7

I want systemd service to handle forking (my file doesn't handle forking by itself. So I'm relying on systemd for handling that)

My .service file:

[Unit]
Description=swamp services management service
After=syslog.target

[Service]
Type=forking
ExecStart=/usr/bin/swamp

[Install]
WantedBy=multi-user.target

Question

Is specifying Type=forking enough for what I'm trying to achieve? Or is it similar to expect forking in upstart which actually tells upstart (if I understand correctly, not sure I do, I'm new at writing initscripts) that my service would handle forking/daemonizing.

13

systemd has excellent documentation. See the page on service files:

If set to forking, it is expected that the process configured with ExecStart= will call fork() as part of its start-up. The parent process is expected to exit when start-up is complete and all communication channels are set up. The child continues to run as the main daemon process. This is the behavior of traditional UNIX daemons. If this setting is used, it is recommended to also use the PIDFile= option, so that systemd can identify the main process of the daemon. systemd will proceed with starting follow-up units as soon as the parent process exits.

So, using that type will just tell systemd to wait until swamp returns and then consider it to be still running: making that happen remains your responsibility...

  • 4
    If the script doesn't do any forking, it's either oneshot (a typical short running script) or simple (a long-running service that that doesn't fork+exit). – Pavel Šimerda Apr 26 '14 at 17:32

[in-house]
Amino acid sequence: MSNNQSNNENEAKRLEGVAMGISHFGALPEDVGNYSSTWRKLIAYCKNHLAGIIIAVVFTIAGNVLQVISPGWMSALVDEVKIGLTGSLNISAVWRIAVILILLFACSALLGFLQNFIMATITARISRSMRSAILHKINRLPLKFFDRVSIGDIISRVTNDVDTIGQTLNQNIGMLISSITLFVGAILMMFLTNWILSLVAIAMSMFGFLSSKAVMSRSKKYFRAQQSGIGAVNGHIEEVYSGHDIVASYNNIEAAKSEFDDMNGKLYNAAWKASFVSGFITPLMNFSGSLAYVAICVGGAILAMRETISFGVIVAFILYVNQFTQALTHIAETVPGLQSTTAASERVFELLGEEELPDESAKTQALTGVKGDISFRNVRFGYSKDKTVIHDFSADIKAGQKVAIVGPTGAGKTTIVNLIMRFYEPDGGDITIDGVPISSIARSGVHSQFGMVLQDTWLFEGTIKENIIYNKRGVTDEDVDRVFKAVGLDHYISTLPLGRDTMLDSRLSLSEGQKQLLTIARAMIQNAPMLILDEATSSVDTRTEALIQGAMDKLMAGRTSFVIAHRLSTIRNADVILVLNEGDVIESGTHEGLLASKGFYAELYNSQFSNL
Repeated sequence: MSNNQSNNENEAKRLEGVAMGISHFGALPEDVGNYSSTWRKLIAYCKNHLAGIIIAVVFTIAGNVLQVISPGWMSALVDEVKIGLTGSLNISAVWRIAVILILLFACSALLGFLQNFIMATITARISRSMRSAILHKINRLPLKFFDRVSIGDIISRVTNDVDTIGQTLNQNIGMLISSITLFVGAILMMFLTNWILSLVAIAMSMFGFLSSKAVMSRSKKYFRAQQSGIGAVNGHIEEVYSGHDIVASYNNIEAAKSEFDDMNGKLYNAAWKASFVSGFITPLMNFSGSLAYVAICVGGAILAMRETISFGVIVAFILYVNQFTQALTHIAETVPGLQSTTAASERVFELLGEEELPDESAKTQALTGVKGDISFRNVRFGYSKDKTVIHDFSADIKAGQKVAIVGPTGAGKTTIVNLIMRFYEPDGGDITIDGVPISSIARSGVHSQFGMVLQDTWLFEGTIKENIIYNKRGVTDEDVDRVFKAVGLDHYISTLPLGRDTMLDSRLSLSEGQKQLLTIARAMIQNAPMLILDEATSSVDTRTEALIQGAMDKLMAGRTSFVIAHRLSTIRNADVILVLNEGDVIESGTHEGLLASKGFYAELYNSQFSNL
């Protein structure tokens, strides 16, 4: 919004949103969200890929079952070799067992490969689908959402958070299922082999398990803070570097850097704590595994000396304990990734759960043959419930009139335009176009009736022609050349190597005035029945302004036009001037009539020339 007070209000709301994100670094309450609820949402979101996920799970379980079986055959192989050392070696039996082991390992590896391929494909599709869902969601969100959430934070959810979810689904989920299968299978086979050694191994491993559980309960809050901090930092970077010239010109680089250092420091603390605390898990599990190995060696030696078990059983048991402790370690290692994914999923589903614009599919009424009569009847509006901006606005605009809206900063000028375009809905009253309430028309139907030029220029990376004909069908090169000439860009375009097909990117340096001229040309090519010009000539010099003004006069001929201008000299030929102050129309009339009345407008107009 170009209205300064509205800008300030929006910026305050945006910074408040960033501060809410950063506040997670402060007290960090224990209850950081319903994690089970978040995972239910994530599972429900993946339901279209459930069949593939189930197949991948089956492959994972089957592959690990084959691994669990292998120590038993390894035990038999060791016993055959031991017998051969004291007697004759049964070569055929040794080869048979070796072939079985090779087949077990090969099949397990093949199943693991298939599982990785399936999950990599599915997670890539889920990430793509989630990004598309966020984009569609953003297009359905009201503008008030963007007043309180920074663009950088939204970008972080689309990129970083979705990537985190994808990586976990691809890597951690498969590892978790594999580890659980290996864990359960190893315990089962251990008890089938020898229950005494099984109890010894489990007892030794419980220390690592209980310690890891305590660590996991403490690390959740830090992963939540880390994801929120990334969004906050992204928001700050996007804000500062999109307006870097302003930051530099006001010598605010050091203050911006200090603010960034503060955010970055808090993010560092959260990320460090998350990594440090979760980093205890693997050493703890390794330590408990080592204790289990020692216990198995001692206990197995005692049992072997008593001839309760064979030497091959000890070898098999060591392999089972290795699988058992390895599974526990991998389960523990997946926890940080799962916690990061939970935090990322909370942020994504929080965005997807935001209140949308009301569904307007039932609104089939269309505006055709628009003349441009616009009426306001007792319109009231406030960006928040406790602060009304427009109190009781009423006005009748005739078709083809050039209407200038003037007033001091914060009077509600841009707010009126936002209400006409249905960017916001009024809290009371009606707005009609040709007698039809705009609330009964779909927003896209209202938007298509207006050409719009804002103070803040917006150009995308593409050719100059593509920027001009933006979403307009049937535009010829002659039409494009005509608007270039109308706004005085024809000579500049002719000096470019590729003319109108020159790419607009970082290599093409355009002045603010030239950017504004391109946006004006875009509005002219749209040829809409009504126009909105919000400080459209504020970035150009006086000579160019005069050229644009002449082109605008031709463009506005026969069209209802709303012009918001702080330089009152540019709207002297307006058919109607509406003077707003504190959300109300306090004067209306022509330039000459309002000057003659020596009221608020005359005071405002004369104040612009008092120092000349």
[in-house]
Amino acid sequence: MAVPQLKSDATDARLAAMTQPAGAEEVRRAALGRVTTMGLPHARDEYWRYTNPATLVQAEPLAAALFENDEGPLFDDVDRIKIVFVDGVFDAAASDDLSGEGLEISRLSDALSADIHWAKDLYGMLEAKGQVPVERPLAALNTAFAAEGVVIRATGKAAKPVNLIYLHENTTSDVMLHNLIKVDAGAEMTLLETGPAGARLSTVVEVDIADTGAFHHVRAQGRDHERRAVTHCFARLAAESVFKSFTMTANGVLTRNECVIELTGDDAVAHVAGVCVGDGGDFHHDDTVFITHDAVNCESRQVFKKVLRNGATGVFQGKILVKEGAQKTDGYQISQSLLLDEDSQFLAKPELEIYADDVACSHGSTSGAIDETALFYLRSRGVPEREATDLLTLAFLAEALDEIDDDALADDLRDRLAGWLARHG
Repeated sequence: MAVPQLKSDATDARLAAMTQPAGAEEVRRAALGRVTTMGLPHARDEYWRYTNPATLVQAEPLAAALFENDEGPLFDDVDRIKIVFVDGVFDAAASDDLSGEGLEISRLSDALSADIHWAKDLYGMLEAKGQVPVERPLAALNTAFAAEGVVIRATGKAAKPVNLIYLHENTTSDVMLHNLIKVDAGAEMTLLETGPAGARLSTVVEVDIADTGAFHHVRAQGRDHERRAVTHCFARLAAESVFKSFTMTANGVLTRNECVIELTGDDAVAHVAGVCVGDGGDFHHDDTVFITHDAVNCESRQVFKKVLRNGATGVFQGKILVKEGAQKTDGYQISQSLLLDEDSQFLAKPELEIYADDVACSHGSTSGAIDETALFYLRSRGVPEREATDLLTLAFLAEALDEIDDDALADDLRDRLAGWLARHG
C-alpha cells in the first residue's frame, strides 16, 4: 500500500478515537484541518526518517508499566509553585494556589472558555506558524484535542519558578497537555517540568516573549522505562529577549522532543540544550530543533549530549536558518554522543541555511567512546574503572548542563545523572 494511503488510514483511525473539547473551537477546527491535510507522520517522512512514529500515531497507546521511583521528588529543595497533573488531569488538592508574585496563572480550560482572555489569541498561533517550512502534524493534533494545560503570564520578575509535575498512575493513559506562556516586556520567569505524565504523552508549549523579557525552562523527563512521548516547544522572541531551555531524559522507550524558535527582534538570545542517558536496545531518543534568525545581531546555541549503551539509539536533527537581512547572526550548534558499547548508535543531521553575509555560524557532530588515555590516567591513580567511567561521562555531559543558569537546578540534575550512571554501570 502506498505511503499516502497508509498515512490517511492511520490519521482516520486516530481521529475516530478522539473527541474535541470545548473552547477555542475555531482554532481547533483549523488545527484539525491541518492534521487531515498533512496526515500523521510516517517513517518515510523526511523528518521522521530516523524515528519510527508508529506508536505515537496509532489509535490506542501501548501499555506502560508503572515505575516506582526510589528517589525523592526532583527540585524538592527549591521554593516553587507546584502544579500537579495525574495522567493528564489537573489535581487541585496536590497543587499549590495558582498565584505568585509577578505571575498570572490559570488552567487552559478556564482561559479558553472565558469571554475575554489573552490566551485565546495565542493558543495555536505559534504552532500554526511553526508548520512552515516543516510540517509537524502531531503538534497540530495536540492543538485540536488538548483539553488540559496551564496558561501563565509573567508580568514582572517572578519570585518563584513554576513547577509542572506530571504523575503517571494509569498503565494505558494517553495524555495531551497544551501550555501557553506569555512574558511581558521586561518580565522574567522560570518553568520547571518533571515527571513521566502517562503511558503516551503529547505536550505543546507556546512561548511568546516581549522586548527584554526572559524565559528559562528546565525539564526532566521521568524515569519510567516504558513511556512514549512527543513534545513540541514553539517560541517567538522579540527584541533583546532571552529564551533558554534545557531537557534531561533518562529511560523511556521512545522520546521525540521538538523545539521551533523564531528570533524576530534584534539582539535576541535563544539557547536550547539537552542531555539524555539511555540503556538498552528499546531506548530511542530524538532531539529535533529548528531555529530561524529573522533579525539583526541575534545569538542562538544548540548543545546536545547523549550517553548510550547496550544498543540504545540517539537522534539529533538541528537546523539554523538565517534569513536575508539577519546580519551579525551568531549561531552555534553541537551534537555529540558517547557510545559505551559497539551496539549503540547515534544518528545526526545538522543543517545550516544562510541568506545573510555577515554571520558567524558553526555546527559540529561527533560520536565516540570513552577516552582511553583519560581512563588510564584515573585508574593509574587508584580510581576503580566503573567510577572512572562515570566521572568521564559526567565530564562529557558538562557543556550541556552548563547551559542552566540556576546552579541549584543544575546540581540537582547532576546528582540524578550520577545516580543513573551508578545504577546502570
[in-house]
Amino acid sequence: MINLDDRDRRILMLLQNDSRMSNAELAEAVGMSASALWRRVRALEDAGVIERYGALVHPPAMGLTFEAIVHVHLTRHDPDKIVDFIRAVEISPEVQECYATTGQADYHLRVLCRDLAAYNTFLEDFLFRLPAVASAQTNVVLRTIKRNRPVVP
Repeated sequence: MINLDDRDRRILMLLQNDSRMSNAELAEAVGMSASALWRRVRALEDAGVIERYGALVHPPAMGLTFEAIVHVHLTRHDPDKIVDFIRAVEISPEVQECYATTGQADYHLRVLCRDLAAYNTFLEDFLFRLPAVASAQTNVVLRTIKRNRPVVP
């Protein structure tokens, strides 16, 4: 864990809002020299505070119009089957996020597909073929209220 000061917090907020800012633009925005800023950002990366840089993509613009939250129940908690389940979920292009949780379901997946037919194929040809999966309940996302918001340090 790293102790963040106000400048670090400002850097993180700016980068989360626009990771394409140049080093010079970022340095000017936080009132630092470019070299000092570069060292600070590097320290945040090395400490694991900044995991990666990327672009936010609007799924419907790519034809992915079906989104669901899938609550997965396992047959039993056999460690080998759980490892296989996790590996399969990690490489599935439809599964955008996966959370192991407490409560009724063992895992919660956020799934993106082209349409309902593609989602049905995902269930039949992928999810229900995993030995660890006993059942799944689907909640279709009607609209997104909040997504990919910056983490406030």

• 2
    Would you consider a script (Bash?) to fork another process when it backgrounds using ampersand &? – Felipe Alvarez Jan 16 '17 at 0:57
  • 3
    @FelipeAlvarez yes, the ampersand operator in bash is equivalent to a fork and exec. – Thayne Dec 21 '17 at 21:51
0

If you want systemd to handle forking, then you should use e.g. Type=simple or Type=notify. Then systemd will do the forking for you.

If you can modify the swamp executable, then Type=notify is the best solution. The executable should then notify systemd when it is successfully initialized. This means that systemctl start swamp will wait for swamp to initialize when called from the command line, and print any error message while initializing to the command line, which is what you usually want.

For an example of an executable written to use Type=notify, see the following shellscript:

#!/bin/bash                                                                     
sleep 3
systemd-notify READY=1
sleep 1000000

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